In accordance with the present invention, each of the electrodes 18 forms (with the conducting probe 16) a capacitor 40. A plurality of leads 42 extends from each of the electrodes 18 to a plurality of electrical networks comprising diodes 44, resistors 46 and capacitors 48, respectively. These connections are indicated by the letter designations A-H on the leads 42 at the locations of the electrodes, and by the corresponding designations A-H at the locations of the networks. These correspondingly lettered leads are considered as being connected to one another. Each network converts an a.c. signal which appears at its input, line 42, to a d.c. level on its output, line 50. As shown, all of the networks connected with the individual electrodes 18 are substantially identical to one another.
The present invention also embraces a plurality of amplifier devices 52, each having inverting and non-inverting inputs 54, 56 respectively and an output terminal 58. As shown, the non-inverting input terminal 56 is connected to receive energy through the electrical network from the corresponding electrode 18. The inverting input 54 is connected via resistor 60 to a source of constant voltage derived from the positive bus 38, and determined by the magnitude of the divider resistors 62, 64. The bus 38 leads to a d.c. supply (not shown) of +12 volts. The amplifiers 52 are preferably of the comparator type, which provide either a high or low digital output level depending on whether the voltage applied to one input 56 is greater than or less than the voltage appearing on the other input 54. These amplifiers may be of the integrated-circuit variety wherein multiple units are incorporated in a single package. We have found that amplifiers having the commercial designation LM 3900 are satisfactory for this application. The integrated circuits, each consisting of four amplifiers 52, are indicated by the dotted outlines, respectively in FIGS. 1 and 2.
Connected to the output terminals 58 of the amplifiers are summing resistors 66 respectively, one terminal of each of the latter being connected to a common lead 68. Indicator means are provided comprising a milliammeter 70, having a graduated scale 72 and pointer 74, one lead wire of the meter being connected to ground as shown. The amplifiers 52 are supplied from the positive bus 38 by means of leads 78, and leads 80 connect the other (-) supply terminals of all of the amplifiers 52 to ground. Discrete connections of each amplifier 52 for this negative lead are omitted from FIG. 1 in the interest of clarity.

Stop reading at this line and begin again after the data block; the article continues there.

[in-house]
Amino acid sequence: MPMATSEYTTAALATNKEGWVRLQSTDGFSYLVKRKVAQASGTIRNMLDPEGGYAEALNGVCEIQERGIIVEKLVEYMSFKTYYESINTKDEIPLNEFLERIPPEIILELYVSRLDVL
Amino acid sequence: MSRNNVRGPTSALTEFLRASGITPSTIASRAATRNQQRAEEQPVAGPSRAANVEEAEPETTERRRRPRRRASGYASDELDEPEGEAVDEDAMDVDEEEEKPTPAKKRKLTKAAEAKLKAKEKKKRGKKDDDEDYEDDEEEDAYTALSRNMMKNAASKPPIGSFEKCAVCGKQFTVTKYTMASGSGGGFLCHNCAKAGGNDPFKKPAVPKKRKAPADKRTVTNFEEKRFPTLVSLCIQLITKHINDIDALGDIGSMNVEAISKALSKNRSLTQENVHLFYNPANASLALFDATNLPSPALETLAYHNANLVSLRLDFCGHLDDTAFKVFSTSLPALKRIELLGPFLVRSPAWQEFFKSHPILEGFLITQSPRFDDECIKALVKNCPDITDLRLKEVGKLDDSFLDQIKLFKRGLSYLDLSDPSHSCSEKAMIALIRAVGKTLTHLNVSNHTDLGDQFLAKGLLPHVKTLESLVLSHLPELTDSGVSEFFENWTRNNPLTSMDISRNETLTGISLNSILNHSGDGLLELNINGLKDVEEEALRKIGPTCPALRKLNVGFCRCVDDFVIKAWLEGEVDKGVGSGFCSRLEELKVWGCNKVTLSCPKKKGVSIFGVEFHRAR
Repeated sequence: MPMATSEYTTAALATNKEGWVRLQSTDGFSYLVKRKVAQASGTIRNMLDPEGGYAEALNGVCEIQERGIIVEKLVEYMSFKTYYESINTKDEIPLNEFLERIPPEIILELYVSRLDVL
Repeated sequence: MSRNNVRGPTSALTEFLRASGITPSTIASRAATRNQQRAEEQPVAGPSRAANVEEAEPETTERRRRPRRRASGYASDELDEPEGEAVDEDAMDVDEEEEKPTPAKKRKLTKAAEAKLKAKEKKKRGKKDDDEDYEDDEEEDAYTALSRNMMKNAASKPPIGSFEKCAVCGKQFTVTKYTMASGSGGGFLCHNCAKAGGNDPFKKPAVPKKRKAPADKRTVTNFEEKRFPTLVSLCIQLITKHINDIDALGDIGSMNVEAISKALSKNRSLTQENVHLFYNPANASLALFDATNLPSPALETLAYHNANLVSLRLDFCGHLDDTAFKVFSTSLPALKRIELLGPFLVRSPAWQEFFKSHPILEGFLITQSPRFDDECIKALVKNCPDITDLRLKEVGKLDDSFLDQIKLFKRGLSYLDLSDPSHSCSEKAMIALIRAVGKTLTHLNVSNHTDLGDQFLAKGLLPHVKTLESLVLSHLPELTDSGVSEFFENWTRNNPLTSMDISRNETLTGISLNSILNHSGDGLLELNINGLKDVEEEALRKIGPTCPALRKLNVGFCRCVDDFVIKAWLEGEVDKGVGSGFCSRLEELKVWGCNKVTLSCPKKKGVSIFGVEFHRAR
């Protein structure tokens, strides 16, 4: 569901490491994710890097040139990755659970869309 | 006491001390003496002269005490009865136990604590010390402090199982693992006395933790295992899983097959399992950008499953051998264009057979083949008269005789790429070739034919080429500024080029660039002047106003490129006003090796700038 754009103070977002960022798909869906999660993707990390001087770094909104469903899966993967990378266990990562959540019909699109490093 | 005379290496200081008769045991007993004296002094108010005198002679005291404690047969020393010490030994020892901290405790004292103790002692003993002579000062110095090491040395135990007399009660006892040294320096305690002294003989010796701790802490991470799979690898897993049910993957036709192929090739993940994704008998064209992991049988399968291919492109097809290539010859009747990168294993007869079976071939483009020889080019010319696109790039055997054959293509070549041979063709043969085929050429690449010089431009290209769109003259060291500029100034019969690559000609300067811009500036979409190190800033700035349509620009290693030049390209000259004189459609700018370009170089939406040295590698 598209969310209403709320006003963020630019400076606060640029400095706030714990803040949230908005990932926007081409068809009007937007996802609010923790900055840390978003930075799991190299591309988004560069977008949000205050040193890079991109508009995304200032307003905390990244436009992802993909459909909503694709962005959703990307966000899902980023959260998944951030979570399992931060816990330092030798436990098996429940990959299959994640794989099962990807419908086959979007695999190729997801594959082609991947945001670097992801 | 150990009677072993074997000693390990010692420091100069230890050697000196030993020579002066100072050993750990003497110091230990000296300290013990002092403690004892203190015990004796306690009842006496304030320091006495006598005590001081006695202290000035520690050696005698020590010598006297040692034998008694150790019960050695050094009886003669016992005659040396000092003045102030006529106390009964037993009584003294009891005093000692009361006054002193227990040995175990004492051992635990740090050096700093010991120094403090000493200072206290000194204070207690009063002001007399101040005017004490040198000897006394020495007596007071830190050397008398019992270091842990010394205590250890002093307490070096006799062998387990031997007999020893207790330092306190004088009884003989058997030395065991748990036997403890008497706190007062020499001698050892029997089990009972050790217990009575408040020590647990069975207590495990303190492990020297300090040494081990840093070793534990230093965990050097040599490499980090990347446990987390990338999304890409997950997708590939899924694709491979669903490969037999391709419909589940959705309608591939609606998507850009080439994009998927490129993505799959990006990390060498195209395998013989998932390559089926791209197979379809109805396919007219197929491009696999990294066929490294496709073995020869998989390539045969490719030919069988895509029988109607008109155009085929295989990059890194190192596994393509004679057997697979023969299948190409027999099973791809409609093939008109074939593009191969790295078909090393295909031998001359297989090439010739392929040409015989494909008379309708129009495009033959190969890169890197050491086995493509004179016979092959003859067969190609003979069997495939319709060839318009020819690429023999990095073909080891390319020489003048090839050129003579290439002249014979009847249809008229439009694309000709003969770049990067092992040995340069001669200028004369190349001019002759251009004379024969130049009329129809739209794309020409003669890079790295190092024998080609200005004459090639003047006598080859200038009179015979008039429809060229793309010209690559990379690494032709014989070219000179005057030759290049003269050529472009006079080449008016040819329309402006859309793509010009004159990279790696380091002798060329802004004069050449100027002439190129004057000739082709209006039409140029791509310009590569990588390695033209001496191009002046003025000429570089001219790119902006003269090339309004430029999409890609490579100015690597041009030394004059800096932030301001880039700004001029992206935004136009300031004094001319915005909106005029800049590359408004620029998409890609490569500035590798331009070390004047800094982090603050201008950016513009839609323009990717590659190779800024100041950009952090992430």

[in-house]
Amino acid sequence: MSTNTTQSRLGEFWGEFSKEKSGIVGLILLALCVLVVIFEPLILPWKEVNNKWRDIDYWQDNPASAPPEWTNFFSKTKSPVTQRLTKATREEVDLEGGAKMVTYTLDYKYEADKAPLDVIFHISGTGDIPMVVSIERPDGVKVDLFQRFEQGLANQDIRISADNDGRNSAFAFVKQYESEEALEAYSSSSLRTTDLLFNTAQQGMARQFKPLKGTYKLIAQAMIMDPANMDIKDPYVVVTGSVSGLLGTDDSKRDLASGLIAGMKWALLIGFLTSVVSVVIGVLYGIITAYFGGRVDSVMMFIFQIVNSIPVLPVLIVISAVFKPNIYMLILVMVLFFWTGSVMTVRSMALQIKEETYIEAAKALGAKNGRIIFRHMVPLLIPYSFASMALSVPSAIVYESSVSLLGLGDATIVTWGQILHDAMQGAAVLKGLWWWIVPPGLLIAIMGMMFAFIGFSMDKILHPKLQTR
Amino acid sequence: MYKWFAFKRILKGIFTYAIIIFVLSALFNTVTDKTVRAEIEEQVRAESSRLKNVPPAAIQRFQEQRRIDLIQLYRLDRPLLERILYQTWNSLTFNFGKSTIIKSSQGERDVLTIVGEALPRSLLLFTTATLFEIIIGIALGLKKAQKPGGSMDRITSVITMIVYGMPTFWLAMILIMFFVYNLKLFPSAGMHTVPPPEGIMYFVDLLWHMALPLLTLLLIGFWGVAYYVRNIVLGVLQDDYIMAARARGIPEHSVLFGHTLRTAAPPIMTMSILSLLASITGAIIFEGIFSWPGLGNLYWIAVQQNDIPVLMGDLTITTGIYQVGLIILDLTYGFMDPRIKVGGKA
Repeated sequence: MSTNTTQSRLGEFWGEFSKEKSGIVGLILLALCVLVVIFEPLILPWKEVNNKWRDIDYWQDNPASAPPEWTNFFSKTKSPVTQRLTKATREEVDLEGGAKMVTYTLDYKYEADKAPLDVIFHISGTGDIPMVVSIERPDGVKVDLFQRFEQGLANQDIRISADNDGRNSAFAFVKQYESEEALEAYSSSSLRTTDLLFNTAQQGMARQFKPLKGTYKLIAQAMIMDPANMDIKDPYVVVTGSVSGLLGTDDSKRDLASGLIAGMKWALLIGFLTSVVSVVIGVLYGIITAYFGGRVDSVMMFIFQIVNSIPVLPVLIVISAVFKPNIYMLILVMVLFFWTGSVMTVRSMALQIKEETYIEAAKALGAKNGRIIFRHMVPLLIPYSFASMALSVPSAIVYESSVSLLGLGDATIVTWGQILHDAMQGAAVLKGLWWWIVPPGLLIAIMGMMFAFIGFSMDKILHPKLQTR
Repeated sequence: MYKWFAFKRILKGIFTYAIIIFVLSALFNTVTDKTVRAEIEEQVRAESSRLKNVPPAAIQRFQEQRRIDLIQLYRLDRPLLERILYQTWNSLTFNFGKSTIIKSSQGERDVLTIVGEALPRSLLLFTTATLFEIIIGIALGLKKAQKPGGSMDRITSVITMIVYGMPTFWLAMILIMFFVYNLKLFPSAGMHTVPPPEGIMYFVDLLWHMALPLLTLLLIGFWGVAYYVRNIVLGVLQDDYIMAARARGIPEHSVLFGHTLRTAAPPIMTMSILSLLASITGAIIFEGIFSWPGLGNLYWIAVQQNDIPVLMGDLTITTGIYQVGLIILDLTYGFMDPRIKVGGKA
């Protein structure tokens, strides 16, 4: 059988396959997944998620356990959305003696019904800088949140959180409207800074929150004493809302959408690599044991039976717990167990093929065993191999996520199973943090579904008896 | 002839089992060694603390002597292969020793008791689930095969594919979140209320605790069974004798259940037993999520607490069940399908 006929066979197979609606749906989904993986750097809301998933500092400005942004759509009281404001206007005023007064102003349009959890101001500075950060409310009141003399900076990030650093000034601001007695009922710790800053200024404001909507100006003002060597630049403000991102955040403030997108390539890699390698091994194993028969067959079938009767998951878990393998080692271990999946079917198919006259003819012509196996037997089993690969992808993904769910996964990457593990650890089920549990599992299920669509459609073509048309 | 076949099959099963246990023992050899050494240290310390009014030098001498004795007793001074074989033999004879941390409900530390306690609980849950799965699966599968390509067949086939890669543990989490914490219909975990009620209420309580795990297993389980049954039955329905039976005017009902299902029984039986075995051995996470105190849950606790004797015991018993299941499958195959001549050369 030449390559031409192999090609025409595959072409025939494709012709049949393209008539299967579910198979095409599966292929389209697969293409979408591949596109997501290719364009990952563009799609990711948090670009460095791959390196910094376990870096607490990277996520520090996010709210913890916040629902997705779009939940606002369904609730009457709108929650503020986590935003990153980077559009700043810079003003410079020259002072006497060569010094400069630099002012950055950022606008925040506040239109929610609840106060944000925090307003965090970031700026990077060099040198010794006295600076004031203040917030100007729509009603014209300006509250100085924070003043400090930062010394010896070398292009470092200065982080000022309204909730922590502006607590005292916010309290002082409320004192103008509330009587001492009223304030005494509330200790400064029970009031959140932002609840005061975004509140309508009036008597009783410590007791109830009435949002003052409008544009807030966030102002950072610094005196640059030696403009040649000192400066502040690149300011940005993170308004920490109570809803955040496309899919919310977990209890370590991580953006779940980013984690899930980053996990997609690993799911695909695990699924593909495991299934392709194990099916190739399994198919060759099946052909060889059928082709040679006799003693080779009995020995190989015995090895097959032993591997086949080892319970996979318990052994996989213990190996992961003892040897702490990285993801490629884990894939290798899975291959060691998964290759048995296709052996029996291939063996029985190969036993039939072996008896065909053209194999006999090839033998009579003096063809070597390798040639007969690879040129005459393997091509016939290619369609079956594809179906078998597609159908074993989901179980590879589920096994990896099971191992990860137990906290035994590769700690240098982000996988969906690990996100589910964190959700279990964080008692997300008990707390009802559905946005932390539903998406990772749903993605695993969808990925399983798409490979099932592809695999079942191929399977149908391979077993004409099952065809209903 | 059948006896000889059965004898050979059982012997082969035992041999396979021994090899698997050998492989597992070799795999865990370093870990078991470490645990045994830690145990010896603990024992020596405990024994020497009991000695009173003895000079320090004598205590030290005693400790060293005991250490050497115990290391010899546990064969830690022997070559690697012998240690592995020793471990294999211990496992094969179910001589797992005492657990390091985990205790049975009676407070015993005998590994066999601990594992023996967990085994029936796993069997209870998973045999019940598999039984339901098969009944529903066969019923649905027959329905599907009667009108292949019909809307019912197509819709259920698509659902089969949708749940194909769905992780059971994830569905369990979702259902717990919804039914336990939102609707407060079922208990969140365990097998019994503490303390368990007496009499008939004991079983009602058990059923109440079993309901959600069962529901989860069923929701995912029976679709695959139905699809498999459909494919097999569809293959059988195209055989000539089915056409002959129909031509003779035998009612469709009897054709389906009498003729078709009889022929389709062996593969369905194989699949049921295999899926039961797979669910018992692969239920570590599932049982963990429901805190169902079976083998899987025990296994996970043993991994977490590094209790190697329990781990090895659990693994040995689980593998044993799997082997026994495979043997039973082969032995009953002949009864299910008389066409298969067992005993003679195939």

The operation of the improved liquid gauging apparatus of the present invention may now be readily understood. The astable multivibrator 24 continuously applies a square wave to the upright conducting probe 16. Referring for the moment to the lowermost electrode 18 and its associated amplifier 52, it is seen that the latter has a fixed reference voltage applied to the inverting input terminal 54. When the tank is empty, the value of the capacitor 40 formed by the lowermost plate 18 and probe 16 will have a predetermined value. The capacitor 48 and resistor 46 are selected such that the d.c. voltage appearing on input terminal 56 is less than the voltage applied to terminal 54, for a nonsubmerged condition of the lowermost electrode 18. This in turn yields a low (digital) level output signal on terminal 58 of the lowermost amplifier 52 in FIG. 1. Assuming the liquid level in the tank became sufficient to partially or fully submerge the lowermost plate or electrode 18, the value of the capacitor 40 increases, due to the higher dielectric constant of the particular fluid being gauged with respect to the dielectric constant of air. Such an increase produces a larger a.c. voltage on line 42 which, following rectification by diode 44, and filtering by resistor 46 and capacitor 48 results in an increased d.c. level at the noninverting input terminal 56 of the amplifier 52. The fluid is thus characterized by the property of establishing a cooperable relationship between the probe device 16 and certain of the electrodes 18 as the level of liquid in the tank rises or falls. The relationship established is that of the dielectric constant of the medium between the plates of each capacitor 40. The values of the components are chosen such that this increase in d.c. level is sufficient to exceed the d.c. voltage on terminal 54 and thus drive the output 58 of amplifier 52 to a high digital level. Such a condition is indicated on the milliammeter 70 by a deflection of roughly one-eighth of full-scale when the outputs of the other seven amplifiers 52 are all low.